What is a Reserve Study and Why is It Important?

A reserve study is a vital capital planning tool for HOAs and condominium associations that provides directional guidance and an in-depth analysis of community assets. The initial reserve study requires an onsite inspection and thorough examination of the reserve fund status to establish a prioritized schedule of capital improvement projects and a reserve funding plan to pay for them over the next 30-years. Less rigorous or meticulous reserve study updates — conducted every 3-to-5-years — are also important for helping associations to maintain an accurate forecast of future expenditures and to ensure adequate reserve funds.

Without a reserve study on hand, an HOA is flying blind into its future. To set its course, the HOA has a fiduciary responsibility to hire an independent reserve study company to do this important work and to leave behind a well documented plan that benefits current and future boards. Property managers come and go; board members frequently change, and the existing reserve study is there to help new decision makers understand the logic or reasoning behind earlier choices. A professional reserve study company will be available to discuss its work, the methodology used, and considerations that went into the study years after it was conducted. Additionally, reserve study specialists can support HOA boards by providing periodic updates to the original reserve study, ensuring the association remains on track.

For an association, having a reserve study is like having an investment strategy: you set aside funds today to cover future expenses. Success is dependent on understanding long-term expenditures and your ability to fund them through reserves.

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Why are Reserve Studies Important? Reserve studies are important because they help property managers and HOA boards see the big picture as it relates to property maintenance and financials. The upkeep of your association’s common elements, the pool you swim laps in every morning and the sidewalks you stroll every night, for example, is oftentimes, driven by the reserve study recommendations. One of the primary responsibilities of the board of directors is to protect, maintain, and enhance the assets of the community association they serve. To accomplish this objective, associations must develop multi-year plans that help them understand their long-term budget needs and, at the same time, anticipate and responsibly prepare for the timely repair and replacement of common area components such as roofs, roads, mechanical equipment, and other portions of the community’s common elements. Generally, a reserve study includes two important parts:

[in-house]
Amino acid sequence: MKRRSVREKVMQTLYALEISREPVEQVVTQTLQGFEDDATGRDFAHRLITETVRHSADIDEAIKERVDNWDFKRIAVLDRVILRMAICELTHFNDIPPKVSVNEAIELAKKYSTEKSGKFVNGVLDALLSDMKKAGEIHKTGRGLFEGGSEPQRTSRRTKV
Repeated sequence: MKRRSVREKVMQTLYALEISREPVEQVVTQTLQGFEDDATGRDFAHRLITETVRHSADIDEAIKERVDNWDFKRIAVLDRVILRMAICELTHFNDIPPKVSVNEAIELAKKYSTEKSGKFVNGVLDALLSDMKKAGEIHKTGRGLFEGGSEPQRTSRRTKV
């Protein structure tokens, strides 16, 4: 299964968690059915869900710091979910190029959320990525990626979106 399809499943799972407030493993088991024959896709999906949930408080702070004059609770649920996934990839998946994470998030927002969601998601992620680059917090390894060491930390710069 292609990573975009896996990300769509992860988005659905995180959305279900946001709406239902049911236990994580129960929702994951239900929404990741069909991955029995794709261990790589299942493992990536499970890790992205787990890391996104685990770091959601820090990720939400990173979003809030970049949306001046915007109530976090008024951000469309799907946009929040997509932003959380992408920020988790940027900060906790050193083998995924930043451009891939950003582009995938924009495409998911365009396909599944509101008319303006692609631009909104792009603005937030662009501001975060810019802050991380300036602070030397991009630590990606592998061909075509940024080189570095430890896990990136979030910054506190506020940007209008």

• A physical analysis. This portion includes a component inventory, a physical condition assessment of the common areas the HOA is responsible for maintaining and repairing, and life and valuation estimates. It also includes estimates of repair and/or replacement costs.
  • A financial analysis. This portion of the reserve study identifies the status of the association’s reserve fund and presents an equitable funding plan to offset ongoing deterioration by ensuring the availability of sufficient funds to offset anticipated major common area expenditures as they occur. Complete financial health – revenue, expenses and reserve fund balance are all under the microscope.

How to Approach a Reserve Study

Look for a reserve study company with multi-disciplined engineers who have industry accreditation (CAI’s Reserve Specialist Designation and/or APRA’s Professional Reserve Analyst designation). HOA members should expect comprehensive plans that clearly explain the condition of their community association’s common elements and a funding plan to pay for future replacements. Every study, according to the Community Associations Institute, should include at least seven items to ensure your community gets the directional guidance it needs for prioritizing capital projects and to maintain financial stability. CAI’s widely accepted standards help ensure every reserve study follows a similar methodology for providing key findings and recommendations. That’s the cake. But to help you truly understand a reserve study, you’ll want the frosting too. You’ll want a detailed report that utilizes tables, graphs, pictures, diagrams, spreadsheets and explanatory graphics, all of which make the report easy to understand. These items are important pieces of a reserve study and should not be considered as extras.

CAI’s List of Contents to be Included in a Reserve Study

  1. A summary of the association’s number of units, physical description and reserve fund financial condition.
  2. A projection of reserve starting balance, recommended reserve contributions, projected reserve expenses, and projected ending reserve fund balance for a minimum of 20 years.
  3. A tabular listing of the component inventory, component quantity or identifying descriptions, useful life, remaining useful life and current replacement cost.
  4. A description of methods and objectives utilized in computing the Fund Status and development of the Funding Plan.
  5. Source(s) utilized to obtain component repair or replacement cost estimates.
  6. A description of the level of service by which the reserve study was prepared.
  7. Fiscal year for which the reserve study is prepared.

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